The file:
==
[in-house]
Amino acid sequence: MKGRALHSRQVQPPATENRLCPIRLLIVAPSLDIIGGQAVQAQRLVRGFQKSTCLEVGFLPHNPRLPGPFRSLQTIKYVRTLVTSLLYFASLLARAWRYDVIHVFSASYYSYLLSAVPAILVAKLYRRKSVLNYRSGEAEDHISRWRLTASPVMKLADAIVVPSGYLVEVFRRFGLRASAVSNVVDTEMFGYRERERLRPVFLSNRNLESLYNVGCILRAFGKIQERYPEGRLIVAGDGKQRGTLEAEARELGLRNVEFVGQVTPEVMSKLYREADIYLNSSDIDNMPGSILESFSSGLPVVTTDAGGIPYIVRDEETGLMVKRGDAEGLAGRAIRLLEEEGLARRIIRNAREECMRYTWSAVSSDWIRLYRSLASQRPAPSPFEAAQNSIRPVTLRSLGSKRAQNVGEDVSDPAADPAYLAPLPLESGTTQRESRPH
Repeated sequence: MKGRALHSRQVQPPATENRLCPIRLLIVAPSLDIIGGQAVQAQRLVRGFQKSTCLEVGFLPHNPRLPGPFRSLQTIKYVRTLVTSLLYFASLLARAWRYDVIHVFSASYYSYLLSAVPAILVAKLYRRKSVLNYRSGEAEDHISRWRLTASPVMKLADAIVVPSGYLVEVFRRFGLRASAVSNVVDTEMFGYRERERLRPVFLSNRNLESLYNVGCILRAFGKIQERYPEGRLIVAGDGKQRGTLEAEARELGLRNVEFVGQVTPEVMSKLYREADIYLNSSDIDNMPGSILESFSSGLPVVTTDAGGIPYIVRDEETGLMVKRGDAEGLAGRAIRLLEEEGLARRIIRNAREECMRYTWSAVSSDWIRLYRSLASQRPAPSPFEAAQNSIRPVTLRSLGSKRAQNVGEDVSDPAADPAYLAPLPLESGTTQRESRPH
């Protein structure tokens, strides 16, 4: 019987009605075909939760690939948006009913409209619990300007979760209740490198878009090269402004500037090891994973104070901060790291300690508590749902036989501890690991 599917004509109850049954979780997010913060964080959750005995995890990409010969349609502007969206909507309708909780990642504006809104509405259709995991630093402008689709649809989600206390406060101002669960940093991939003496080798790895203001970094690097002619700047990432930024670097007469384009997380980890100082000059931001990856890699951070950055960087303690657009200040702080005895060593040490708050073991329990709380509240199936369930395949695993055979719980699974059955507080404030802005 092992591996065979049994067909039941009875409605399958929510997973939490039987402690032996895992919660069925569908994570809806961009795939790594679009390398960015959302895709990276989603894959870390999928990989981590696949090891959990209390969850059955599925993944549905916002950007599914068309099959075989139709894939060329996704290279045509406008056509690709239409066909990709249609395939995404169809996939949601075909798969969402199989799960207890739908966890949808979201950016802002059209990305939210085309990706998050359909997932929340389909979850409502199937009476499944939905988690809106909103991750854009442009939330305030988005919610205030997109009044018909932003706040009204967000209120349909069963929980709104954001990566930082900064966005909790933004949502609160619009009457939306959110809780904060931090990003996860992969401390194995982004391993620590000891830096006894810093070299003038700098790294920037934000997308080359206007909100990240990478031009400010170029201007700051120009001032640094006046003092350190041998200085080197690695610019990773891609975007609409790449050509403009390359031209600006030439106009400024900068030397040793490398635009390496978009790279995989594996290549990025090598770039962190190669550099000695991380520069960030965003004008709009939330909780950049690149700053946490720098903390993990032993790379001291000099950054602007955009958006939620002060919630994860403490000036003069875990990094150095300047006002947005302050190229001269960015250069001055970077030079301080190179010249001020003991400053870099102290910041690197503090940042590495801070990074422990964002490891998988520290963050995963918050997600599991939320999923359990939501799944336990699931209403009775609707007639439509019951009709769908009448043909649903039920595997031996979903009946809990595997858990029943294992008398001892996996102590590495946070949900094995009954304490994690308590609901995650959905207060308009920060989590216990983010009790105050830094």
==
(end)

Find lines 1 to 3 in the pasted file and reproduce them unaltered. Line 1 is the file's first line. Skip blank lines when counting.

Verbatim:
[in-house]
Amino acid sequence: MKGRALHSRQVQPPATENRLCPIRLLIVAPSLDIIGGQAVQAQRLVRGFQKSTCLEVGFLPHNPRLPGPFRSLQTIKYVRTLVTSLLYFASLLARAWRYDVIHVFSASYYSYLLSAVPAILVAKLYRRKSVLNYRSGEAEDHISRWRLTASPVMKLADAIVVPSGYLVEVFRRFGLRASAVSNVVDTEMFGYRERERLRPVFLSNRNLESLYNVGCILRAFGKIQERYPEGRLIVAGDGKQRGTLEAEARELGLRNVEFVGQVTPEVMSKLYREADIYLNSSDIDNMPGSILESFSSGLPVVTTDAGGIPYIVRDEETGLMVKRGDAEGLAGRAIRLLEEEGLARRIIRNAREECMRYTWSAVSSDWIRLYRSLASQRPAPSPFEAAQNSIRPVTLRSLGSKRAQNVGEDVSDPAADPAYLAPLPLESGTTQRESRPH
Repeated sequence: MKGRALHSRQVQPPATENRLCPIRLLIVAPSLDIIGGQAVQAQRLVRGFQKSTCLEVGFLPHNPRLPGPFRSLQTIKYVRTLVTSLLYFASLLARAWRYDVIHVFSASYYSYLLSAVPAILVAKLYRRKSVLNYRSGEAEDHISRWRLTASPVMKLADAIVVPSGYLVEVFRRFGLRASAVSNVVDTEMFGYRERERLRPVFLSNRNLESLYNVGCILRAFGKIQERYPEGRLIVAGDGKQRGTLEAEARELGLRNVEFVGQVTPEVMSKLYREADIYLNSSDIDNMPGSILESFSSGLPVVTTDAGGIPYIVRDEETGLMVKRGDAEGLAGRAIRLLEEEGLARRIIRNAREECMRYTWSAVSSDWIRLYRSLASQRPAPSPFEAAQNSIRPVTLRSLGSKRAQNVGEDVSDPAADPAYLAPLPLESGTTQRESRPH